Make politicians pay for falsity

For me this is heresy, but here we go. I think the authors of the CSIRO report on the costs of electricity in Australia, GenCost, should sue Opposition Leader Peter Dutton for defamation.

In my decades of journalism, I have constantly railed against the defamation law as a damnable impediment to free speech; to the exposure of political malfeasance; and to democratic principle itself because without a well-informed electorate there can be no democracy.

But the boot is now well and truly on the other foot.

Hitherto, politicians like Bob Hawke used to boast of the Fairfax swimming pool or the Packer tennis court in reference to their richly undeserved settlement gains through defamation actions arising through some trifling affront that caused them little or no harm.

But let’s look at Dutton’s statement about the CSIRO report. He said that the report was discredited, and failed to take into account pertinent matters like the cost of rewiring the grid for renewables

“It’s not relied on,” he said. “It’s not a genuine piece of work. It doesn’t take into account some of the transmission costs, the costs around subsidies for the renewables.”

He said the report was “skewed”.

And the facts? After adding $30 billion in new transmission lines and backup, it said that by 2030 with a grid of 90 percent renewables, electricity would cost between $70 and $100 per megawatt hour.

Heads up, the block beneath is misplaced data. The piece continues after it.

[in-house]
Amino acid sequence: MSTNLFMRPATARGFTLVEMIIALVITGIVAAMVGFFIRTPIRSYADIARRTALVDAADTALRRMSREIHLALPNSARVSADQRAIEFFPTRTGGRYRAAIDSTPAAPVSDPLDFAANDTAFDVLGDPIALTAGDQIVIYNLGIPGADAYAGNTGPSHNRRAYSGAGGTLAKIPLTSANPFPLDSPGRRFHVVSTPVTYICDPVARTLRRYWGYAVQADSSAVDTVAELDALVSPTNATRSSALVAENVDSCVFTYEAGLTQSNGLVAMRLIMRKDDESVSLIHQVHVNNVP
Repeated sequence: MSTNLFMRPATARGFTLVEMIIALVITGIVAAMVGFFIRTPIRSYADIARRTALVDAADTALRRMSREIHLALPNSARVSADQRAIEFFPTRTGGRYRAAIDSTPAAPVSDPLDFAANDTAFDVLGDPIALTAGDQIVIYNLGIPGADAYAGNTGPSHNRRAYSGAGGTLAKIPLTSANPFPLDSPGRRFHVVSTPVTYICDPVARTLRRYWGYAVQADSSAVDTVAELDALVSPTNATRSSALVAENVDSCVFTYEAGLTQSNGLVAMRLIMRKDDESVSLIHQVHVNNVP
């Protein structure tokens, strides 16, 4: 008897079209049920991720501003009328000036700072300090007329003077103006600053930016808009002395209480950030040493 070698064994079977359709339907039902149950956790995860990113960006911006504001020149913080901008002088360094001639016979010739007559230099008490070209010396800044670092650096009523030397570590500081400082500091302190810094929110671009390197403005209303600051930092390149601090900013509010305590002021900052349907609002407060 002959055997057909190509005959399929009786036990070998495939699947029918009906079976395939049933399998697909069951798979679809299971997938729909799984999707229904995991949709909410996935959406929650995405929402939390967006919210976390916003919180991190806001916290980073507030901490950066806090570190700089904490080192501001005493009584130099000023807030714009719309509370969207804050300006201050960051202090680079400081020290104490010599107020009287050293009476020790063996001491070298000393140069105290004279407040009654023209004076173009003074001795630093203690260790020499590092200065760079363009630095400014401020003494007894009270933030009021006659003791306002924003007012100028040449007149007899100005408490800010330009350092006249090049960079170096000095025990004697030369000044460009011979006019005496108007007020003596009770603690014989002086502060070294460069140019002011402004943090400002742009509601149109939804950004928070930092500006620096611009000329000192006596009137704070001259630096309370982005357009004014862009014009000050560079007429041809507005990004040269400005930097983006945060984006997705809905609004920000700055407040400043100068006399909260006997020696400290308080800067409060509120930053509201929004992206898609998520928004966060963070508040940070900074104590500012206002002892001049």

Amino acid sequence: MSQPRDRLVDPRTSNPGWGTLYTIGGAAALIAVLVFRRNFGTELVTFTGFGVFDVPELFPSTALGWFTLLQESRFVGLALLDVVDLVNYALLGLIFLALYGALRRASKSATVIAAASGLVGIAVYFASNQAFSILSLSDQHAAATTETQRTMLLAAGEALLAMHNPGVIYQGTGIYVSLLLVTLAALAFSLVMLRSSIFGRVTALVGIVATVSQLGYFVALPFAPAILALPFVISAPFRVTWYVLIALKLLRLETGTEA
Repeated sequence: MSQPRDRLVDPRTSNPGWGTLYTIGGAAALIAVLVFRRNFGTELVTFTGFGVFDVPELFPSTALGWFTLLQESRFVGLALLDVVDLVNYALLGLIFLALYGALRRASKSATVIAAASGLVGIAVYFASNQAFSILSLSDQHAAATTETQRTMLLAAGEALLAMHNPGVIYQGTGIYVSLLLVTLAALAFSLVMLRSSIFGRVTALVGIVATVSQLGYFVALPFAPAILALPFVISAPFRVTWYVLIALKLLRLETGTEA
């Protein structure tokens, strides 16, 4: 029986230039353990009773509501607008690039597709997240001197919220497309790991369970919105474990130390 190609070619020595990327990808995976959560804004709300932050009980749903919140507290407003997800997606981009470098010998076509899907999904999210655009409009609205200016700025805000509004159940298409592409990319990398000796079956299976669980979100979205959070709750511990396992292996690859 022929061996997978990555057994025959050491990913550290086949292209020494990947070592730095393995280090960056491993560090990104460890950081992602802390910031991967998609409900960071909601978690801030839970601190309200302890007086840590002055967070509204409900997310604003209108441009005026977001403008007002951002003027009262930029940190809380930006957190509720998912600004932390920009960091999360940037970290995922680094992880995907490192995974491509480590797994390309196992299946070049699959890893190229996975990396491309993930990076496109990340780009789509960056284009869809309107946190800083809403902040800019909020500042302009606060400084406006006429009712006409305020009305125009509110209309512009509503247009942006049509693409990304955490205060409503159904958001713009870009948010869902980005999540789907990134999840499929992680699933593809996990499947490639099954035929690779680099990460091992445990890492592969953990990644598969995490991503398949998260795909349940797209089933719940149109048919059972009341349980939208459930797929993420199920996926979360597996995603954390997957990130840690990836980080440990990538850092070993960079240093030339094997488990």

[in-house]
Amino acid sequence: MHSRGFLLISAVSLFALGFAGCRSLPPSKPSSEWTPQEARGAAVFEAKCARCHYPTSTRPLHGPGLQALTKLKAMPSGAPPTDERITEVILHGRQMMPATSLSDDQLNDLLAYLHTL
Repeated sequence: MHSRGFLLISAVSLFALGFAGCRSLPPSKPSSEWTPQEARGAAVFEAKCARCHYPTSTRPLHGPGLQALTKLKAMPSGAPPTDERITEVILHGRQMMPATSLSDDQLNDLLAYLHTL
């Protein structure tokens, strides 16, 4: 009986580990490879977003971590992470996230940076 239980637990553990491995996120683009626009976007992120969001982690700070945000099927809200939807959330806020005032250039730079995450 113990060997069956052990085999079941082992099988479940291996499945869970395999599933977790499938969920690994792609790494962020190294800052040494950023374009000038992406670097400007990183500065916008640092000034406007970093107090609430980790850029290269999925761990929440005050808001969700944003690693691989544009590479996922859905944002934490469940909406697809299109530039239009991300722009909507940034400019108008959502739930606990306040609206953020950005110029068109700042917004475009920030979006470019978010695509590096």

Coal power would be $85 to $135 and small nuclear (if it ever gets off the ground) $210 to $350.

Large nuclear is off the planet because Australia would have to start from scratch and cannot be compared with other countries which already have it.

Now freedom-of speech principles suggest people should be allowed to express their opinions, but those opinions have to be based on the facts truly stated. Dutton’s opinion is based on made-up “facts”.

Dutton is spouting a demonstrable falsehood that the CSIRO report had not taken into account the full costs of rewiring the grid for renewables. A Year 12 student could have seen that that is not the case.

So, his opinion is based on a falsehood and so should not be protected free speech. He should retract it and apologise, or the authors of the report should sue him.

Dutton’s stand smacks of Trumpism. With Trump, the conclusion is the axiom: renewables are bad. So all the of premises have to be based on the “conclusion” and any of the premises that are contrary to the conclusion are branded as false. They are lied about.

Dutton’s statement may seem a trivial, technical misinterpretation that should be ignored. But no. As the head of the CSIRO Doug Hilton said, “When your integrity is questioned, that can have a big impact on individuals and, if left unchecked, it can have a big impact on the community.”

The key words are “if left unchecked”. That is why the authors should sue Dutton. My guess (after yonks of advising, teaching, and as a newspaper executive being on the raw end of defamation law) is that they would win.

It is highly defamatory of a scientist to say they were skewing their work; that it was not a genuine piece of work; and that it is not relied on (as in the scientist’s peers reject it).